It is a problem that did not start yesterday; MPR having noted per this screen capture (coincidentally from the same year, last presidential election cycle, that Exodux Lending was formed by real Christians):

- click image to read it -


What the problem is, is something that can be fixed today. If we had legislators with guts to do it. Lap cats belong elsewhere than the St. Paul hill top.

My BIG QUESTION, reader help requested via a comment giving detail; what, if any, is the overlap between this Brad Rixmann legislative donor guy, and Freedom Club? Any takers? Reader help on this would be most welcome.

Last, hat tip, Dan Burns, this link. His posting on the topic encouraged me to constructively pile-on. If anybody deserves piling on, it is these uncivil exploiters. Let's see legislative candidates, now, this very cycle, with the will to reach for a sounder status quo.

______________UPDATE______________
Politics in Minnesota, Capitol Reporter, online item:

Rixmann a growing force among political donors -- Pawnshop/payday lending CEO gains clout in GOP circles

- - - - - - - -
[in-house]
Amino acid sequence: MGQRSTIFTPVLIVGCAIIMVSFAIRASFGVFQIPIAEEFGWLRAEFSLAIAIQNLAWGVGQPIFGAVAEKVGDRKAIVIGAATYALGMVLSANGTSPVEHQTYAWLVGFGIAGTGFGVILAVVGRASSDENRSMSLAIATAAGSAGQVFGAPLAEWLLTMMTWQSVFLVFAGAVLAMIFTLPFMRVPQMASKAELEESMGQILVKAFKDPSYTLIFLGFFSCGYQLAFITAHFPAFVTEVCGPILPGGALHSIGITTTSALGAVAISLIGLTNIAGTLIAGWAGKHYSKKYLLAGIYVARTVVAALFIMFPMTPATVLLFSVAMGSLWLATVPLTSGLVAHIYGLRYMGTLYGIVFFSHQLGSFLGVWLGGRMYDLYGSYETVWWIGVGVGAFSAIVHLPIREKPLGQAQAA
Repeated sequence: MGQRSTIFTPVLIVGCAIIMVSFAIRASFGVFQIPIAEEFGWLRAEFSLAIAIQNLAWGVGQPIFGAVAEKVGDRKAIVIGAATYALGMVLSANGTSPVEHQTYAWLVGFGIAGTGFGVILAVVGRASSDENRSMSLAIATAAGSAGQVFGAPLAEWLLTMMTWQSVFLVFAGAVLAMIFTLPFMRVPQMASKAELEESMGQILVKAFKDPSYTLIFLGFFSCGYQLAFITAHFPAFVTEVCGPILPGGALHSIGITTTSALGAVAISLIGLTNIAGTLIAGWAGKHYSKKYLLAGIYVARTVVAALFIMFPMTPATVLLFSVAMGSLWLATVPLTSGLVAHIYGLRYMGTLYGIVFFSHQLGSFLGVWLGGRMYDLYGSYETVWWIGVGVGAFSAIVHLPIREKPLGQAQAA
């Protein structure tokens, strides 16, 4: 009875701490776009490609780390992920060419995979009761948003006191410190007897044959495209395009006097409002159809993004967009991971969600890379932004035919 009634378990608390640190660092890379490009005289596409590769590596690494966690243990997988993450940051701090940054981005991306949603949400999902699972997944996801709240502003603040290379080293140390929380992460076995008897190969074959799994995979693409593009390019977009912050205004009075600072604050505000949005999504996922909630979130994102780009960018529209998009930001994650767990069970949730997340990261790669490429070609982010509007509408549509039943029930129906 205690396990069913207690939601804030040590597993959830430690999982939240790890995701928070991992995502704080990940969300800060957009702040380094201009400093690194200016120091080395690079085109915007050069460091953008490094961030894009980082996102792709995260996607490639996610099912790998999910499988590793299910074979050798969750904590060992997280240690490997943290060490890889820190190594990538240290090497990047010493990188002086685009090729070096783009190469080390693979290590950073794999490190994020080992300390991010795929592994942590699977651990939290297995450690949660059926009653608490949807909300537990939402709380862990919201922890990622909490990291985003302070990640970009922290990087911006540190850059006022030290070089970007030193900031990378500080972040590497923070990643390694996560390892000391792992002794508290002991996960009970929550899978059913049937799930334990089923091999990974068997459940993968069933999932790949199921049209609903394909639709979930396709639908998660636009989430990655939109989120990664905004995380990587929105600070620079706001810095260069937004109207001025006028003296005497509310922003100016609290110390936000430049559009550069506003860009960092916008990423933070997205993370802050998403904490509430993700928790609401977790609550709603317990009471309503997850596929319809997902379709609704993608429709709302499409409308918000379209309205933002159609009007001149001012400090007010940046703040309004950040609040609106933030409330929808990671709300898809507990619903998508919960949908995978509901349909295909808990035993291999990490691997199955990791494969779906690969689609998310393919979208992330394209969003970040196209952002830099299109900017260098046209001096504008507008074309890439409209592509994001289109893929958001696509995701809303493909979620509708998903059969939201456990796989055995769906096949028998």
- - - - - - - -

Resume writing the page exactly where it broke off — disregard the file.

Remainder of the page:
By: Briana Bierschbach November 9, 2011


[...] Now Rixmann is a regular in Republican political circles. Rixmann has personally given more than $167,000 to political causes of all stripes, but the lion’s share has gone to Republicans in the last three years. While that figure pales in comparison with GOP uber-donors like reclusive businessman Bob Cummins — who has given millions, mainly to the House Republican caucus, over the last decade — Rixmann is a more recent fixture at the Capitol and has been openly involved in everything from door-knocking and distributing lawn signs across the state to hosting fundraisers and working on campaigns. Last fall he was the finance co-chairman for Republican gubernatorial nominee Tom Emmer’s campaign.